Superfund Research Program

With funding from the NIEHS Superfund Research Program (SRP), researchers at the University of Kentucky (UK) SRP Center follow a multidisciplinary scientific approach to understand how environmental contaminants harm the body and explore effective interventions to protect the health of communities.

icons of mice, humans, and cells surrounding an icon of a hand holding a plant
By integrating studies in cells, rodents, and human populations, the UK SRP Center team has shed light on the important role of nutrition in protecting people from the harmful effects of pollutants and identified practical solutions for individuals to improve their health.

The Problem

Polychlorinated biphenyls (PCBs), a large group of persistent chemicals found at approximately 30% of Superfund sites, have been linked to cancer and other harmful effects, including on the immune system, reproductive system, nervous system, endocrine system, and more.

SRP Solutions

man smiling at camera
Hennig, who served as director of the UK SRP Center for nearly 20 years, is a professor of nutrition and toxicology in the Department of Animal and Food Sciences at the University of Kentucky. (Image courtesy of the UK SRP Center)

Researchers at the UK SRP Center, led by Bernhard Hennig, Ph.D., study underlying mechanisms by which exposure to PCBs can harm the body, how some components of our diets worsen these effects, and how good nutrition can protect health.

Lifestyle changes, such as diet, are practical solutions that empower individuals and communities to take control of their health.

Understanding How PCBs Harm the Body

Most of Hennig's research focuses on how PCB exposure leads to cardiovascular and metabolic diseases.

For example, using studies in cells and mice, the team gained insight into how exposure to PCBs disrupts cells that make up the inner lining of the circulatory system, called endothelial cells, and increases oxidative stress and inflammation. These steps can contribute to diseases like atherosclerosis, where cholesterol and fat build up on the walls of arteries and obstruct blood flow.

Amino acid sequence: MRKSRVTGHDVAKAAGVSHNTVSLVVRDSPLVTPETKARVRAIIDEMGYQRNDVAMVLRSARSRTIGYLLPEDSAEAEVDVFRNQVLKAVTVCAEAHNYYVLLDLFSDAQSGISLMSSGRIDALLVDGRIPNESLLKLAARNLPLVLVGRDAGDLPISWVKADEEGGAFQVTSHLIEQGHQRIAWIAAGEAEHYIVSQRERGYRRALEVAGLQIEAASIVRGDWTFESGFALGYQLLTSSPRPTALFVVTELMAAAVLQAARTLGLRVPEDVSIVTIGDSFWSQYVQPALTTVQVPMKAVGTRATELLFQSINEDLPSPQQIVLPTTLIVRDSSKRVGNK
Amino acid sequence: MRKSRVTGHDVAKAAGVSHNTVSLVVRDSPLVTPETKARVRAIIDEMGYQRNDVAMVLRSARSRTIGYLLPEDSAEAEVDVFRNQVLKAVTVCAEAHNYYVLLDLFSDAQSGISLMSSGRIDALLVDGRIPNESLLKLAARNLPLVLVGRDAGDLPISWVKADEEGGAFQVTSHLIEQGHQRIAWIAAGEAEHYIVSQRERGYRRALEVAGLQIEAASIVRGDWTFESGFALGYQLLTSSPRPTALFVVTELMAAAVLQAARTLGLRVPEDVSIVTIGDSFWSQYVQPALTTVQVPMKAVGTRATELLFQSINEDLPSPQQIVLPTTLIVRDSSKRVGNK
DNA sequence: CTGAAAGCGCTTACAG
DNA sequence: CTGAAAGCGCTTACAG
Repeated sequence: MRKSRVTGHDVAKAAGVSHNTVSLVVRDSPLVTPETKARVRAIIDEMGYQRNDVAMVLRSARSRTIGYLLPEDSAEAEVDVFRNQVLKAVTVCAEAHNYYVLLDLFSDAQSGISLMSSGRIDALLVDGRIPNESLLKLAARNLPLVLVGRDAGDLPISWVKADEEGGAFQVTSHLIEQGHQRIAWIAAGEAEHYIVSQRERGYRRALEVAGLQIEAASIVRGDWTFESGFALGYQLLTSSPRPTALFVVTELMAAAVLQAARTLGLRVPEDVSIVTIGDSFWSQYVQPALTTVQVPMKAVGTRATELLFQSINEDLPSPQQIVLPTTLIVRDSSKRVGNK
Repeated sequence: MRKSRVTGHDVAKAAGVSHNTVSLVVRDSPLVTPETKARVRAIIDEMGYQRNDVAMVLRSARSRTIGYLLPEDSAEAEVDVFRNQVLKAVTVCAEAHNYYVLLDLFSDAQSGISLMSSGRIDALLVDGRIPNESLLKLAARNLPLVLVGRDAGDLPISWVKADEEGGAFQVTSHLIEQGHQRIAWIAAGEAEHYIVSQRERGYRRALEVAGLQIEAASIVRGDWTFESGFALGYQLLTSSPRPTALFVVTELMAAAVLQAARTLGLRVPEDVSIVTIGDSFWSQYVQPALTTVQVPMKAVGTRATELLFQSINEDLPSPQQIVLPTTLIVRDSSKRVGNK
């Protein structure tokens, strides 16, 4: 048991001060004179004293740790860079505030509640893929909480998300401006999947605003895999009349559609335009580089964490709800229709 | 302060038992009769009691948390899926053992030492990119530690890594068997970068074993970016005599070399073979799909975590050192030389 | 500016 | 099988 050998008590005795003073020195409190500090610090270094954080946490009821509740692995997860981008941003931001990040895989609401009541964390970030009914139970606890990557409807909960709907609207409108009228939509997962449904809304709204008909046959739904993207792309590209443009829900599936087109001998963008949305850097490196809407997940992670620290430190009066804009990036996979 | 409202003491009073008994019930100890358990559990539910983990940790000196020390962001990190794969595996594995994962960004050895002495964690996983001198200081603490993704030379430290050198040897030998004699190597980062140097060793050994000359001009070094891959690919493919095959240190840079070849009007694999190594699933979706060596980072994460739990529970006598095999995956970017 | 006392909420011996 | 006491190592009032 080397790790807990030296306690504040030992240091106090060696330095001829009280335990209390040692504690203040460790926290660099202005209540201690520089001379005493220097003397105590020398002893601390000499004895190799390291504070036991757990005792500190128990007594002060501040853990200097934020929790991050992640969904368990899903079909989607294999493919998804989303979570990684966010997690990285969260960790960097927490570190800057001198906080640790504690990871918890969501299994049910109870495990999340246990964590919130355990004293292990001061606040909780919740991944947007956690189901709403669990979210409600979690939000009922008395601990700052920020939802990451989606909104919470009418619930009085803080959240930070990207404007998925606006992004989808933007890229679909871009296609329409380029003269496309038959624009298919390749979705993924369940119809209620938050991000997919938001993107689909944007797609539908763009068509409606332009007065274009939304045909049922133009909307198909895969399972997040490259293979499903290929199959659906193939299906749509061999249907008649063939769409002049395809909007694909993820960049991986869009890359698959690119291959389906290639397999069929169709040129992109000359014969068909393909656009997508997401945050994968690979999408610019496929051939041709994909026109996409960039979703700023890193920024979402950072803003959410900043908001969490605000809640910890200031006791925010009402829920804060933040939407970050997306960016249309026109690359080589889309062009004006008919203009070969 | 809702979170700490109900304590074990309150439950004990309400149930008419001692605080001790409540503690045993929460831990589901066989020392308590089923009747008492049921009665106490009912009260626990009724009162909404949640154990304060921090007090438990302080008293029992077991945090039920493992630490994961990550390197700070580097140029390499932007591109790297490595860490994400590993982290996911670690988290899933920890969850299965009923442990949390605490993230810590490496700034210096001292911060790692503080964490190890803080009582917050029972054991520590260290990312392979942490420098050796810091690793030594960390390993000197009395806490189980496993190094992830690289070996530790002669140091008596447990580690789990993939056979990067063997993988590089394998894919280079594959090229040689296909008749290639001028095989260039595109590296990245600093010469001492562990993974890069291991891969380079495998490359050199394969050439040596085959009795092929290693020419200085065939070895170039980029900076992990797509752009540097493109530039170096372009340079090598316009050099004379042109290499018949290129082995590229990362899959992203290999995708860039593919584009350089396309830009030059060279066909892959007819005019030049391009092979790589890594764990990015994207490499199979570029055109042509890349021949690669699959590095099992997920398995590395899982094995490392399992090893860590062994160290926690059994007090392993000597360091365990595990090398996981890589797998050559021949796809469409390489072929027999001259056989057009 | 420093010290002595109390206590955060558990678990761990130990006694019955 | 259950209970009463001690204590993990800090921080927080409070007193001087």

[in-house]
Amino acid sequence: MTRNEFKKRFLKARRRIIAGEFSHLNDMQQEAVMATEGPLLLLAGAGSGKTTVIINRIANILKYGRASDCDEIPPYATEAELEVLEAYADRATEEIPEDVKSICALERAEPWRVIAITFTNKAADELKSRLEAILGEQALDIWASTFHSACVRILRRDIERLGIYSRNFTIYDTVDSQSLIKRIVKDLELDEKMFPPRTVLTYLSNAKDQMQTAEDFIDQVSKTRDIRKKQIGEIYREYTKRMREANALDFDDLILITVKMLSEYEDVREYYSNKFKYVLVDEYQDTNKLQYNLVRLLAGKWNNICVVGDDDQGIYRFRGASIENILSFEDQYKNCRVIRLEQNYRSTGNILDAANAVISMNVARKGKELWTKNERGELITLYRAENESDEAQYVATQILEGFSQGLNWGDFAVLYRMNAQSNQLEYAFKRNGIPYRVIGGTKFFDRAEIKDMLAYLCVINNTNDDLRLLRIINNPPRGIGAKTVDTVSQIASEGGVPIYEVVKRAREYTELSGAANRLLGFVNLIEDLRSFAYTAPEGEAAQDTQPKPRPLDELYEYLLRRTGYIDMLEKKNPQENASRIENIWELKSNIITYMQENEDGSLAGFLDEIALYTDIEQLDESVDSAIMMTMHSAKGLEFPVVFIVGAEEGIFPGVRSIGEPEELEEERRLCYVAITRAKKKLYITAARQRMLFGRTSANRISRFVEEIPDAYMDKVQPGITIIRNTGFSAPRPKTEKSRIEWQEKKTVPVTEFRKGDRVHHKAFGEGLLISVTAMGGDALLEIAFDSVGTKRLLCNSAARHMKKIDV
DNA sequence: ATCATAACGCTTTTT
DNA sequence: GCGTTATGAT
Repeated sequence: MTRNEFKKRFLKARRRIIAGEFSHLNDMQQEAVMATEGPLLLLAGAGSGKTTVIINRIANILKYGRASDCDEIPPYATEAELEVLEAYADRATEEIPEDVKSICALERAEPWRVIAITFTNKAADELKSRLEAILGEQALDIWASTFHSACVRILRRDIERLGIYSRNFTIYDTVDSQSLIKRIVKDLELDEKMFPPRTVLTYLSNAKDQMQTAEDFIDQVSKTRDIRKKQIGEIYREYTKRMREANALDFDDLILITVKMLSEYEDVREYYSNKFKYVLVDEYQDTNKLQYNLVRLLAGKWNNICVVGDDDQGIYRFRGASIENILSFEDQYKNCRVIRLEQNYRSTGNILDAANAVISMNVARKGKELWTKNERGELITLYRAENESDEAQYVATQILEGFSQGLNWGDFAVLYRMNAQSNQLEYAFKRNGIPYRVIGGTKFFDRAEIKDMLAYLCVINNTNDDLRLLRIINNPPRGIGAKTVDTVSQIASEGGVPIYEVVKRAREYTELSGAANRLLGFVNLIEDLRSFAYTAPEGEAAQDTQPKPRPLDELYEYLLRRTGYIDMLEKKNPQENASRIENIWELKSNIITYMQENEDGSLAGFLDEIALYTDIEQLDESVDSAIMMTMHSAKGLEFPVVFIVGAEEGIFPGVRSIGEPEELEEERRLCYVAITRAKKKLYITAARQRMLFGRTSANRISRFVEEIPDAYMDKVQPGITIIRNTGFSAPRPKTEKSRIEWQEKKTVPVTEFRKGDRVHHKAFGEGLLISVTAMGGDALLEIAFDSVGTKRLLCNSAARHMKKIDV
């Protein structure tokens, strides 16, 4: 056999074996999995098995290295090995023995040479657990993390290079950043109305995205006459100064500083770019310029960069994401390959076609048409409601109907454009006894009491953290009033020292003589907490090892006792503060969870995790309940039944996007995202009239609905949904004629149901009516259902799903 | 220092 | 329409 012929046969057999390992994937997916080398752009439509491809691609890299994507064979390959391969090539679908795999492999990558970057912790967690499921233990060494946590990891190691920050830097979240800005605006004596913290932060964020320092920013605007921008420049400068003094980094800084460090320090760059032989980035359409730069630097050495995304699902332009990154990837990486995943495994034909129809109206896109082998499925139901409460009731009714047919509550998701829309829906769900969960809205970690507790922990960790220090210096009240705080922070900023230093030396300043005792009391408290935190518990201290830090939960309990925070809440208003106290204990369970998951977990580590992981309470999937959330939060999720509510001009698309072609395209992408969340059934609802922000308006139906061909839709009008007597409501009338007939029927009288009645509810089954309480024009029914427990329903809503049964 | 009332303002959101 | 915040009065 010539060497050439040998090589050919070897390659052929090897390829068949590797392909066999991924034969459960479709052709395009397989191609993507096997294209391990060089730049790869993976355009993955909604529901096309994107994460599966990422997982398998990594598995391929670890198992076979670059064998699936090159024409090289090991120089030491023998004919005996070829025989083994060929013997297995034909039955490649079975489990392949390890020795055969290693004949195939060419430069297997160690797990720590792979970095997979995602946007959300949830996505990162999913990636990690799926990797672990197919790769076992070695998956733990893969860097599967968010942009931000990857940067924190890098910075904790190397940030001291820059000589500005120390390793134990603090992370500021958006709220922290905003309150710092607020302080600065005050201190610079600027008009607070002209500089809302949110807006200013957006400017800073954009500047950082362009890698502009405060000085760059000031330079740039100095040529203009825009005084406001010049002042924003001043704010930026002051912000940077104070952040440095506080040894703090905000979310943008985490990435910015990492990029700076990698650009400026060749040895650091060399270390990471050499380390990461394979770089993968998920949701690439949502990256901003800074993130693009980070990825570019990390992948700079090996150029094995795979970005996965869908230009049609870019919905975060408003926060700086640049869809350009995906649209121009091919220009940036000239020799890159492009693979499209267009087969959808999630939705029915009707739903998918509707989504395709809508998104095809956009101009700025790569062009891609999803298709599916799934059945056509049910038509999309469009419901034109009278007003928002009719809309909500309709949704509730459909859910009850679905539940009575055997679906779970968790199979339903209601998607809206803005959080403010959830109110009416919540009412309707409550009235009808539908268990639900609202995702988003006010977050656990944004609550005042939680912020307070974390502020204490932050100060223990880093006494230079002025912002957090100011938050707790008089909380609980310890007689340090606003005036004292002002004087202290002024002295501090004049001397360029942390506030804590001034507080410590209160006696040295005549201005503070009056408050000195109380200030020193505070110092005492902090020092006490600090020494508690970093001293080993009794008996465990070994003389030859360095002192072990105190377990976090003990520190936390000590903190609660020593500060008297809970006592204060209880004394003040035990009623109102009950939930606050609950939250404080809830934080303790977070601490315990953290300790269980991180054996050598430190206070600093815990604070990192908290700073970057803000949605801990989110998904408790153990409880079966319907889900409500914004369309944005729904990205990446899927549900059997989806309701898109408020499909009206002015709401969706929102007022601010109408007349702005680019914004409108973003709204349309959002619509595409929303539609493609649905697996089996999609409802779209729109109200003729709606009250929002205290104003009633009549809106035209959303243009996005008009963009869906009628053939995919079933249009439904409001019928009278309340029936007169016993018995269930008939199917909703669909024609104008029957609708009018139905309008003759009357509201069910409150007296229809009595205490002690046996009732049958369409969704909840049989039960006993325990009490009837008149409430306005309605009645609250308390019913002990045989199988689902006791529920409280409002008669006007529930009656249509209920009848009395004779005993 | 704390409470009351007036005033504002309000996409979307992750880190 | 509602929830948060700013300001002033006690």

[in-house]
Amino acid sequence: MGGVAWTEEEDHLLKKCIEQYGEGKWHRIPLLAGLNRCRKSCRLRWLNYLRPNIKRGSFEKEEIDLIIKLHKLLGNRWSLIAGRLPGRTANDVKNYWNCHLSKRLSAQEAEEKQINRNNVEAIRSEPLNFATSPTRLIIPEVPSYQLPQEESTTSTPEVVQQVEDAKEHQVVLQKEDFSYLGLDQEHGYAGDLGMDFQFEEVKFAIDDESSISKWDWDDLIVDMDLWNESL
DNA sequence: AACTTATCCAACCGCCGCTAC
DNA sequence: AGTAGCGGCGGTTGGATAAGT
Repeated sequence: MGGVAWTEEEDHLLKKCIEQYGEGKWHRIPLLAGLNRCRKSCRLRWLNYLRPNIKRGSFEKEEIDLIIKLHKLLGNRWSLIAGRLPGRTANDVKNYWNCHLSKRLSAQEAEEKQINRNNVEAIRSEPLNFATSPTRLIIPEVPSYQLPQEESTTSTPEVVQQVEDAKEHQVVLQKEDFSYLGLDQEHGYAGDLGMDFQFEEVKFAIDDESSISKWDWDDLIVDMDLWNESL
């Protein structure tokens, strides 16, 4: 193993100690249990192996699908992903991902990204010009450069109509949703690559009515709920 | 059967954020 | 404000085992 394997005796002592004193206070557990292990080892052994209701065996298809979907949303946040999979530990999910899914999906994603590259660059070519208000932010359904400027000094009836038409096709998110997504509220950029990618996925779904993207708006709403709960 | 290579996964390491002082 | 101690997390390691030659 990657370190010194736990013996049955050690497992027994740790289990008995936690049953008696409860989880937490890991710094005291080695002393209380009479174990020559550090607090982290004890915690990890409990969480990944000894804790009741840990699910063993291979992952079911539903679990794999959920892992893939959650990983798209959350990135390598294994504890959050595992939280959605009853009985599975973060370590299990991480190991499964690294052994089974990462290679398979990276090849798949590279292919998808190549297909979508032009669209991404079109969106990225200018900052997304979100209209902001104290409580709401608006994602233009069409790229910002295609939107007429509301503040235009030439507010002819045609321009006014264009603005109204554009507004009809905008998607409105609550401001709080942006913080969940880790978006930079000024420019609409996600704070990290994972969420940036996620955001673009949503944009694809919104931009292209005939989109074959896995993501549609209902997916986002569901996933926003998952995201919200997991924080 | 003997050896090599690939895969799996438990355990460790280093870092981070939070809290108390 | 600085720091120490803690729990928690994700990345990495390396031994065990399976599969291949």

Hennig and team were the first to link exposure to low levels of PCBs with inflammation and heart disease in mice prone to obesity, even when the rodents had followed a low-fat diet.

They also uncovered complex relationships between exposure to PCBs, diet, and the microbiome, which is made up of all the microorganisms that reside in the body. For example, they found that PCB exposure disrupted the gut microbiome and altered metabolism in mice. These changes triggered an inflammatory response throughout the body, and increased markers of cardiovascular disease.

The Key Role of Nutrition

Hennig was interested in healthy living, nutrition, and cardiometabolic diseases long before the UK SRP Center came to life. But it was through the Center that his interest in exploring the intersection between diet, chemical exposures, and health took flight.

two women and a man in lab coats looking at a notebook
Jerika Durham, left, Hennig, and Deng, right, in the lab. (Image courtesy of the UK SRP Center)

"The NIEHS SRP Center has provided me and my colleagues with a wonderful platform to explore complex research involving nutrition and toxicology," said Hennig in an interview with NIEHS and National Toxicology Program Director Rick Woychick, Ph.D.

The team discovered that the type of fat in the diet, and not just the amount, can make a difference in how PCBs affect outcomes related to cardiovascular disease. For example, they found that mice exposed to both PCBs and omega-6 fatty acids had more endothelial cell dysfunction and inflammation compared to mice exposed only to PCBs. Omega-6 fatty acids are a type of unsaturated fat found in processed vegetable oils, nuts, and seeds that can increase the risk of heart disease if not eaten in moderation.